The energy level in Toronto is off the charts! It’s Raptors mania, and everyone — even non-basketball fans — is caught up in the excitement. People are wearing jerseys to work, and it’s the topic of every water cooler conversation.
The Raptor’s brand is on fire!
This is the power of “brand energy.” It’s a visceral, emotional feeling towards a brand. What’s going on in the NBA finals is an extreme example. It’s the first time Toronto has ever made it to the finals, and the fans are pumped. But all brands are dependent on energy.
Energy is the great differentiator. Brands that have energy, stand out. Brands lacking energy are heading for the graveyard.
David Aaker writes in Brand Relevance, “A graveyard brand is one the customer has heard of and probably is very familiar with but one that is not recalled easily and cannot get into the consideration act.”
Lacking energy is the scariest place for any brand, because it leads to indifference. Being loved or hated requires energy, but indifference is emotionless. Your brand can exist, but nobody cares.
Gene Simmons, front man for the band KISS, said, “People either love KISS or hate us with all of their guts, and that’s the way we like it.” That’s a commitment to energy. For almost 50 years, KISS has kept its brand relevant by constantly infusing it with energy.
John Gerzema and Ed Lebar call this concept “energized differentiation.” In their book, The Brand Bubble, they write, “The most successful brands today — including Adidas and iPhone and Pixar and Wikipedia — resonate with consumers in a special way: They communicate excitement, dynamism, and creativity in ways that the vast majority of brands do not.”
They continue, “By focusing on these attributes, marketers can keep their brands constantly moving and gaining value. In a world of excess capacity and diminishing trust, creating these kinds of energy-infused brands can help companies reinvigorate their brand management practices.”
Why does this matter for you and I? Energy differentiates your brand.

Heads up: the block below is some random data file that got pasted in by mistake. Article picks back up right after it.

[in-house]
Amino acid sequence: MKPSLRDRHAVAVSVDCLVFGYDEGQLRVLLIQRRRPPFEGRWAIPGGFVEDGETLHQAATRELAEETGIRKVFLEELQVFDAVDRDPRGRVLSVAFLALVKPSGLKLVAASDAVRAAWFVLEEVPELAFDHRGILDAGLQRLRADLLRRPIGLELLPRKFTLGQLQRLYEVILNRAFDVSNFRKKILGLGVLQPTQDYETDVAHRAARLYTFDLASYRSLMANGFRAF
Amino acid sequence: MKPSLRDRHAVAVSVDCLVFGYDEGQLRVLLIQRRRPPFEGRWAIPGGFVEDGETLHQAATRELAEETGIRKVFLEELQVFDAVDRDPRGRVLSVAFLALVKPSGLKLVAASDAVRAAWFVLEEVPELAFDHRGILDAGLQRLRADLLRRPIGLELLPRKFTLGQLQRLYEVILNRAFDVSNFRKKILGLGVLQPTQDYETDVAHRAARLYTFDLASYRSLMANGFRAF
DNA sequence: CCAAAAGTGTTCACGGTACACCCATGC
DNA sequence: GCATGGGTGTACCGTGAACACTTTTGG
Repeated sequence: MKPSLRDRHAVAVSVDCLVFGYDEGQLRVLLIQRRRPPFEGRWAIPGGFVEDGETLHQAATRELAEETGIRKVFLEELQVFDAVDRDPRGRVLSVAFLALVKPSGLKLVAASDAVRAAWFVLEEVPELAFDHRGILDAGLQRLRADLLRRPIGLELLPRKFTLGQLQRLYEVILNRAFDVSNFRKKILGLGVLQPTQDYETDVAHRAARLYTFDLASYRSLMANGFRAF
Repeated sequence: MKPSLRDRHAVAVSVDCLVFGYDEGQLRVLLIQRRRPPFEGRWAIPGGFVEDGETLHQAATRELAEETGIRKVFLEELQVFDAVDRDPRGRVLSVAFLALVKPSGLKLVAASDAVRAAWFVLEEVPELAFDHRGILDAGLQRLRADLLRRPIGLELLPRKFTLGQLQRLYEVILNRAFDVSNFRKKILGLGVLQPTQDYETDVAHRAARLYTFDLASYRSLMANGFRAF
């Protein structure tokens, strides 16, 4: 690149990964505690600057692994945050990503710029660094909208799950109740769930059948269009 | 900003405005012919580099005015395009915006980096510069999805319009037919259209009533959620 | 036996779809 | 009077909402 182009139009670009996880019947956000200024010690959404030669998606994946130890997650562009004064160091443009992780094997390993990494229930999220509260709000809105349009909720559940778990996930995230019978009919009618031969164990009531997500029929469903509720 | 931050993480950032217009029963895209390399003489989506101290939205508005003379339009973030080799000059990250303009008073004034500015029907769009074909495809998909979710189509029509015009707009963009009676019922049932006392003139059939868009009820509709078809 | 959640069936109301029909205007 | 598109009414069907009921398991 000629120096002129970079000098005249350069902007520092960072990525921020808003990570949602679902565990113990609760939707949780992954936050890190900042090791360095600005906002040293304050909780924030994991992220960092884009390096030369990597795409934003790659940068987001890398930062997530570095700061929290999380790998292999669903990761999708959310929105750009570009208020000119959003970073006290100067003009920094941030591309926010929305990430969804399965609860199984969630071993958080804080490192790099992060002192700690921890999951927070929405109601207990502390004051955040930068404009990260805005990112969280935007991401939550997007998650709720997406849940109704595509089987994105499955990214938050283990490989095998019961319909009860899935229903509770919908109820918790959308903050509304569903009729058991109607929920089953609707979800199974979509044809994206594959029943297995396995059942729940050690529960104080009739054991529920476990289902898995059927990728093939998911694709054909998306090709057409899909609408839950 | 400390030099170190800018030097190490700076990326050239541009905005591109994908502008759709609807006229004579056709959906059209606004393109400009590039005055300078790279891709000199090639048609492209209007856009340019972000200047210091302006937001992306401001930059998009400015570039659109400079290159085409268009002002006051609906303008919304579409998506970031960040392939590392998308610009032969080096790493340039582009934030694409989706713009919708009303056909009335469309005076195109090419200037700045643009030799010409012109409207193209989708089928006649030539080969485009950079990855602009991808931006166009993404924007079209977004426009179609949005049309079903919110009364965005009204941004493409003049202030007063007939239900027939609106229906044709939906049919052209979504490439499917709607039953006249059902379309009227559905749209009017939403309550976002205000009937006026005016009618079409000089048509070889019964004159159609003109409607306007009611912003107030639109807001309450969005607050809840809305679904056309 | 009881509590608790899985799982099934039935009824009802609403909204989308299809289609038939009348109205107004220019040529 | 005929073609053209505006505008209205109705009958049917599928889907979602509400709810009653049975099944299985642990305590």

For most of us, we are not going to create new categories, sub-categories, or industries. We’re not going to invent the next iPhone, or create a toy fad like L.O.L Dolls. (This children’s toy sold 2.5 million units within five months of its launch!).
Instead, you and I are competing in established markets serving customers with defined needs. Why a customer chooses your brand over the competition will have less to do with features and benefits, and more to do with the perceived energy of your brand:
- Is your brand more interesting than the competition?
- Are your products and services more relevant?
- Is your brand more visible?
The nice thing is that the answers to all of these questions are within your control. You have the power to increase the visibility, relevance, and excitement around your business.
Brand energy is created in three areas:
- Market: How do you increase the volume and visibility of your brand in your target market? This might be through more publicity and marketing, or through sponsorships and events.
- Products: How do you create and deliver a better product or service at a better price? You’re not going to win by copying the big guys, so innovate. Find better ways to meet the needs of your clients.
- Culture: How do you improve the people, culture, and creativity of your organization? All brands are built by people, and an energized team can be visible for all to see.
There are lots of ways you can energize your brand, and it doesn’t require tons of money and resources. What it does require is strategy. Like starting a campfire, you need to focus your resources and efforts in a few key areas to ignite a flame so that it can turn into a roaring fire.
When your brand generates abundant energy it can become irresistible. It draws attention and creates engagement. This is a powerful competitive advantage that you can translate into more sales, more profit, and more customer loyalty.